picKalamata Olives, Red & Black
Also known as "pink" olives, these are harvested in November.  If left on the tree longer to further ripen, the Kalmata turn black and are harvested, at full ripeness, in December.  This is the olive most recognize as the Greek olive.  Kalamata is a region in Greece, famous for its production of olives and olive oils.

Most Kalamata olives are split prior to being brined or pickled, which allows the flavor, particularly of vinaigrette, to soak into the interior of the olive.  Yet before you begin eating, be aware that these olives are usually sold with their seeds in.  If you plan to serve these, eat them yourself or add them to recipes, be sure to remove the seed first.

picWrinkled Black Olives or "Throubes"
Unlike olives that shrivel up after curing, these are fully mature olives that are not picked...They ripen and shrivel on the tree.  Nets are placed under the trees and the olives fall off when fully ripe.  The wrinkling is their natural state.  They are the only olives that can be eaten directly from the tree, but are dry cured for commercial use.  Most throubes come from the Greek island of Thassos.  Favorite ways to serve them are with Patatosalata (Greek potato salad), or drizzled with olive oil and sprinkled with oregano.  They are meaty with a strong olive taste, and are not used to make olive oil.

 

Oktoberfest – A Great Bavarian Tradition and the Beers That Make It So.- Tuesday, October 4, 2016

Oktoberfest, the world's largest beer festival, is held annually in Munich, Germany. The 16-day party attracts over 6 million people every year who consume 1.5 million gallons of beer, 200,000 pairs of pork sausage, and 480,000 spit-roasted chickens during the two-week extravaganza.

The Oktoberfest tradition started in 1810 to celebrate the October 12th marriage of Bavarian Crown Prince Ludwig to the Saxon-Hildburghausen Princess Therese. The citizens of Munich were invited to join in the festivities which were held over five days on the fields in front of the city gates. The main event of the original Oktoberfest was a horse race. Anniversary celebrations were held annually thereafter that eventually became larger and more elaborate. When the city began allowing beer on the fairgrounds, makeshift beer stands began cropping up, and their number increased steadily until they were eventually replaced by beer halls in 1896. The beer halls, like the beer tents of today, were sponsored by the local breweries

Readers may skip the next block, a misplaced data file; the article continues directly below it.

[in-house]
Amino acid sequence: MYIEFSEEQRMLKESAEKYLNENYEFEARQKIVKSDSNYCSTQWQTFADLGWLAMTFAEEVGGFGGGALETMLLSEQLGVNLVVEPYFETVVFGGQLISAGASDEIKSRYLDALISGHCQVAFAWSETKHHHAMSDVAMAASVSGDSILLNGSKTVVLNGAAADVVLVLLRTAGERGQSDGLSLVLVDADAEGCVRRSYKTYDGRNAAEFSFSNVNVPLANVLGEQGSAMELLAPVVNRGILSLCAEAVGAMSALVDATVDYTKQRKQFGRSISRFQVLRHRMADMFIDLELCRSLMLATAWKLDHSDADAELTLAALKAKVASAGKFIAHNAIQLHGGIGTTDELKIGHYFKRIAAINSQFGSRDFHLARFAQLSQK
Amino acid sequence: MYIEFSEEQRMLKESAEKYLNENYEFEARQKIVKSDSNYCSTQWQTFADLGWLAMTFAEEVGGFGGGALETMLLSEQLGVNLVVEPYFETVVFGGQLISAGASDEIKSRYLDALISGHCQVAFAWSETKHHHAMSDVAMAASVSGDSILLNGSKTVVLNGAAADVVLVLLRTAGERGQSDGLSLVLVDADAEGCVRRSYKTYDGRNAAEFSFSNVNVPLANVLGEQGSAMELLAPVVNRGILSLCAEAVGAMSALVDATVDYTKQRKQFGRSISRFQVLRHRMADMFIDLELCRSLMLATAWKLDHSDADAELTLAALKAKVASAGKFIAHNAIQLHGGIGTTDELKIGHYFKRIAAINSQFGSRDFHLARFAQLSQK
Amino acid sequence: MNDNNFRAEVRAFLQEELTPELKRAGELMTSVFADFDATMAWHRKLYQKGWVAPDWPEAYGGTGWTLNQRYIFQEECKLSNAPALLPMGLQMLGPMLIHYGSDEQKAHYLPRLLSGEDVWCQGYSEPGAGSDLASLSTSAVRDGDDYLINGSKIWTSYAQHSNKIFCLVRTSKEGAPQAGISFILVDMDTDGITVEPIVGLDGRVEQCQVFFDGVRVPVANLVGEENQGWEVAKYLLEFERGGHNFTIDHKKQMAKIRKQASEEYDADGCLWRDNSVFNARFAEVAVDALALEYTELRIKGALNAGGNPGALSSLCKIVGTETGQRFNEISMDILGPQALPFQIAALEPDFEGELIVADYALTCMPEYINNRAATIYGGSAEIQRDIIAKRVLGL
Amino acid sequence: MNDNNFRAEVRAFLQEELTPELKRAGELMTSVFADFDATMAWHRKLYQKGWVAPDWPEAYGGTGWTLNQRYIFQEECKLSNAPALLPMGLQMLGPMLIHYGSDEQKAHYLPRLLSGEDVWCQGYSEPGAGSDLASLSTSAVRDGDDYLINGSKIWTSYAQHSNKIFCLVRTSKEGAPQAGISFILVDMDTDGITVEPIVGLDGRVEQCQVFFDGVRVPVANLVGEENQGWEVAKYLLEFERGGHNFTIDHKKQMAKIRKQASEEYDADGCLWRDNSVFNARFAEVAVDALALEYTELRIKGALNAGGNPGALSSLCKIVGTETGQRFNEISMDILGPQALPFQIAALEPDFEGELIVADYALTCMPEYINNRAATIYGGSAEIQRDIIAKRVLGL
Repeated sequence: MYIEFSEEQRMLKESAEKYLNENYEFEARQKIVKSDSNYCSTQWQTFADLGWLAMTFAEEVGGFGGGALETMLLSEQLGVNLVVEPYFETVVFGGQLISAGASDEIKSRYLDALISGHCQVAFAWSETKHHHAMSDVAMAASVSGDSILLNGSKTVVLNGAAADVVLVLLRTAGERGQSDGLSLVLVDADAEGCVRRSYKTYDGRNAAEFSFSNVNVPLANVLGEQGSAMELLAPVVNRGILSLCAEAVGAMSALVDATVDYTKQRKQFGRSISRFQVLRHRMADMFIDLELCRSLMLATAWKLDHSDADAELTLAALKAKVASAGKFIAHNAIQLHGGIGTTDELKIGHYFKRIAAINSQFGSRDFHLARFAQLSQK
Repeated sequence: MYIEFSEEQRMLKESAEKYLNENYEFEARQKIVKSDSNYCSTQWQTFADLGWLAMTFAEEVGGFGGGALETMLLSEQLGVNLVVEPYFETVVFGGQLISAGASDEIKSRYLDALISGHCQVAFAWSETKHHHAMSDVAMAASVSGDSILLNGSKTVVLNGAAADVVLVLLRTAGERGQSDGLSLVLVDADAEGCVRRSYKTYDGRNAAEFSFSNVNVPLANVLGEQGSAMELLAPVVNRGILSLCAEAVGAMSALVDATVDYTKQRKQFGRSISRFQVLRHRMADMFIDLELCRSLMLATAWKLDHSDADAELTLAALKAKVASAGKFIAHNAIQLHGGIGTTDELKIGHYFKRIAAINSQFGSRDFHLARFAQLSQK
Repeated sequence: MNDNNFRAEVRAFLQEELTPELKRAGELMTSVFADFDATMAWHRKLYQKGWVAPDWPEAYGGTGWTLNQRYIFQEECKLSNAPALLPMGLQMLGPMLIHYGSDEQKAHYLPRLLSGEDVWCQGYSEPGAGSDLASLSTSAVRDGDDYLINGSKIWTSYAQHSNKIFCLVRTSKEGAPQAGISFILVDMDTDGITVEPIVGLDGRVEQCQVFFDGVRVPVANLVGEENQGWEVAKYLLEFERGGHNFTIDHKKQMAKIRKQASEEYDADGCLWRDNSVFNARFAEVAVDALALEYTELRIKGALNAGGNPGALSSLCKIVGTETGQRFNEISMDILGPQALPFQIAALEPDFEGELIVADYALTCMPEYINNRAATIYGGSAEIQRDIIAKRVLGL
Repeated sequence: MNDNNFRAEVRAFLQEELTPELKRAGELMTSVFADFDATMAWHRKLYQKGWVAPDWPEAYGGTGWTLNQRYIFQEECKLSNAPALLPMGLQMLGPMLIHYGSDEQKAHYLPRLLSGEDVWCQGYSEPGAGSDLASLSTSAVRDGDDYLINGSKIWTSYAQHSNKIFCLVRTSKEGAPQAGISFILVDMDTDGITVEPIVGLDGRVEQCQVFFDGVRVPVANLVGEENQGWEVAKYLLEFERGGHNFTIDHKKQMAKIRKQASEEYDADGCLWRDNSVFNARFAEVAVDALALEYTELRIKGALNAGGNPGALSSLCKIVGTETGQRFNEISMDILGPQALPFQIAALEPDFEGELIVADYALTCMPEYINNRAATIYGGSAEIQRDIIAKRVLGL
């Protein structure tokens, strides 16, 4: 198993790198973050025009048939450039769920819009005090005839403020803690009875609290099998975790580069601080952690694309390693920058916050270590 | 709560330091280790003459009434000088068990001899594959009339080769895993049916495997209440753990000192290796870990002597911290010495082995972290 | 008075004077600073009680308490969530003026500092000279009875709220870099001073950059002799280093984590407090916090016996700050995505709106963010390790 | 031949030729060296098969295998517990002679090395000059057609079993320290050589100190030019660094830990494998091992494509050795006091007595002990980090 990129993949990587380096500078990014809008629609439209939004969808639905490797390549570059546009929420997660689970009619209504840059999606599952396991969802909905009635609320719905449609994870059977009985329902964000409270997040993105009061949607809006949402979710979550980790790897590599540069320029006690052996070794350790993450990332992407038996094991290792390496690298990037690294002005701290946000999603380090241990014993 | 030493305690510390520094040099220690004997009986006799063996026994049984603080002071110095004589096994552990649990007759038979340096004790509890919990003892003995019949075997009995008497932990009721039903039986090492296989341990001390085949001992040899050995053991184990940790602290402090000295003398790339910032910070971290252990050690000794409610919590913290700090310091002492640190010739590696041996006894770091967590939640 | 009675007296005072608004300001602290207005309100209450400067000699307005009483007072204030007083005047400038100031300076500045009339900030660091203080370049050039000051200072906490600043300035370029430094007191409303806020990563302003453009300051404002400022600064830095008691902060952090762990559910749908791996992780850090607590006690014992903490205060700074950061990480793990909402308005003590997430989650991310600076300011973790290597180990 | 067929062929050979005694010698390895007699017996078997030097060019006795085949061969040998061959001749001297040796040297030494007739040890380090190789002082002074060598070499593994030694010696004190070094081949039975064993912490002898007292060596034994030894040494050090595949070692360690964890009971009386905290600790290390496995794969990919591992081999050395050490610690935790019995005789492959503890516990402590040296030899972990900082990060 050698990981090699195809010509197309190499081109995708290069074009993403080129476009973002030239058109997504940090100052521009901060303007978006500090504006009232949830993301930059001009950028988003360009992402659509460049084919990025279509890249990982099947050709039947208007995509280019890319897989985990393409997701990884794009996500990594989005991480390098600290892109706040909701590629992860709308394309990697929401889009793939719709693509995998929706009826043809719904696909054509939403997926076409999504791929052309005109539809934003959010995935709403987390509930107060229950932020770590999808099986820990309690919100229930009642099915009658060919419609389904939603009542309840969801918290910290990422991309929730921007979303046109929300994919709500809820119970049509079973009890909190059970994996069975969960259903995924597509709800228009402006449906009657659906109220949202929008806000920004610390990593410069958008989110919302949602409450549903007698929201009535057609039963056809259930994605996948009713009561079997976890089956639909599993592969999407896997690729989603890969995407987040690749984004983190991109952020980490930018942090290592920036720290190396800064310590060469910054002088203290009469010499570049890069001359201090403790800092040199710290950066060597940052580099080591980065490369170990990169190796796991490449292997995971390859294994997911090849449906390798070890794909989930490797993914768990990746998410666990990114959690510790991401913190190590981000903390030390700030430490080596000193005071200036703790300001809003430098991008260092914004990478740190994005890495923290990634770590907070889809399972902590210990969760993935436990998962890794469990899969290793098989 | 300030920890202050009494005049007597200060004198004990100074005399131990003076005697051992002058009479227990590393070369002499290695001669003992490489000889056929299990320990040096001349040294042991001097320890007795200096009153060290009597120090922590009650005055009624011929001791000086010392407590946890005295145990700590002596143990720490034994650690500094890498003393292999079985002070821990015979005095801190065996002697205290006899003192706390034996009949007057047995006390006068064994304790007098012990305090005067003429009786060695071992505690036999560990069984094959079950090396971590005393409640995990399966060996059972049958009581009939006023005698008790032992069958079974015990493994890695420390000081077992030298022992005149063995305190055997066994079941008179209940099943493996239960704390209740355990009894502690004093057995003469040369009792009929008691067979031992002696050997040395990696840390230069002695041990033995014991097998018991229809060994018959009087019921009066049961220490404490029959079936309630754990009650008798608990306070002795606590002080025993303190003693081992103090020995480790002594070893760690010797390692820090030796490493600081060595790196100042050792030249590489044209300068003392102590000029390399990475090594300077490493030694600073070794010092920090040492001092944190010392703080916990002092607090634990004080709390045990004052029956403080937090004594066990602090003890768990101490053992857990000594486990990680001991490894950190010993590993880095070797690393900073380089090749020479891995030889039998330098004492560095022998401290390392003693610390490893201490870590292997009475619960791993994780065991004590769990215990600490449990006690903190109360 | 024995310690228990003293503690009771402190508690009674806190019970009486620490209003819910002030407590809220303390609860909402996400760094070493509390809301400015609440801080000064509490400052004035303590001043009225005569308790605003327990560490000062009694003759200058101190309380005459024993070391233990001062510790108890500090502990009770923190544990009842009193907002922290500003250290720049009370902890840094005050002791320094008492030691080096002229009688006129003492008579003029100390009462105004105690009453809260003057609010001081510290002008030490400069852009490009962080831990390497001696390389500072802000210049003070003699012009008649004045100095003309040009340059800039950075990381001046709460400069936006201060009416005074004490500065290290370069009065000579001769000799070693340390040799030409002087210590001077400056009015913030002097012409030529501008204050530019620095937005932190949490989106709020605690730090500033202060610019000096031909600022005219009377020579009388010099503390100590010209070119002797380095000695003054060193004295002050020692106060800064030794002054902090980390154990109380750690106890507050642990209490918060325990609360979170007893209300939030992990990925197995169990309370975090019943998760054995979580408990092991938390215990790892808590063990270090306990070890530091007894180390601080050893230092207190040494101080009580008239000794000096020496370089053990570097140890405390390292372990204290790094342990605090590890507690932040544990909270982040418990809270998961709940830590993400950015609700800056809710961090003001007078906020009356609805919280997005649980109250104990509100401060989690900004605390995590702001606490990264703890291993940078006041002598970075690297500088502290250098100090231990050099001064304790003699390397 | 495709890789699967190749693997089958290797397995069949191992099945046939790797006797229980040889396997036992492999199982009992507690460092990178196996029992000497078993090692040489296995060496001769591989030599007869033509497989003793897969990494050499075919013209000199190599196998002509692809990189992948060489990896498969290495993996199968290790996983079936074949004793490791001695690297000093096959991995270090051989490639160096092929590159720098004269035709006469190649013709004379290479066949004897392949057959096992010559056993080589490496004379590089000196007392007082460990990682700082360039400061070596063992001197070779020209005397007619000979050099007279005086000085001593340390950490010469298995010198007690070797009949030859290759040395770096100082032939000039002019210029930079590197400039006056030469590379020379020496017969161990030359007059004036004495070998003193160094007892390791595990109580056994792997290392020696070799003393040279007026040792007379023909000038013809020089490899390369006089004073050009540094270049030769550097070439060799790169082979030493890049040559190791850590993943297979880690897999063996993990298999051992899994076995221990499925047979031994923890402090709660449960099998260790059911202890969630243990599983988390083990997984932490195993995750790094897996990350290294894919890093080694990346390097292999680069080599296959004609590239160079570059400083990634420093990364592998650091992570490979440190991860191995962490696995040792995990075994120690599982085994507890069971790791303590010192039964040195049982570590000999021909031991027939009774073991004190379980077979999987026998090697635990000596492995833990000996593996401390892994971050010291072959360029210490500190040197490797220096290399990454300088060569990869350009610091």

Before refrigeration, it was nearly impossible to brew beer in the summer due to the hot weather and bacterial infections. Brewing ended with the coming of spring, and began again in the fall. Most were brewed in March (Märzen). These brews were kept in cold storage over the spring and summer months, or brewed at a higher gravity, so they’d keep. Märzenbier is full-bodied, rich, toasty, typically dark copper in color with a medium to high alcohol content.

The common Munich Oktoberfest beer served at Wies'n (the location at which Munich celebrates its Oktoberfest) contains roughly 5.0-6.0% alcohol by volume, is dark/copper in color, has a mild hop profile and is typically labeled as a Bavarian Märzenbier in style.

Augustiner -  Founded in 1328, it is the oldest Munich brewery. It’s rooted in the old Munich Augustiner monastery in Neuhauser Gasse. There has also been a taproom which was popular with the Munich people. Augustiner-Oktoberfest-beer has 6% alcohol.  As the only Munich brewery, Augustiner is still using wooden barrels for storing beer.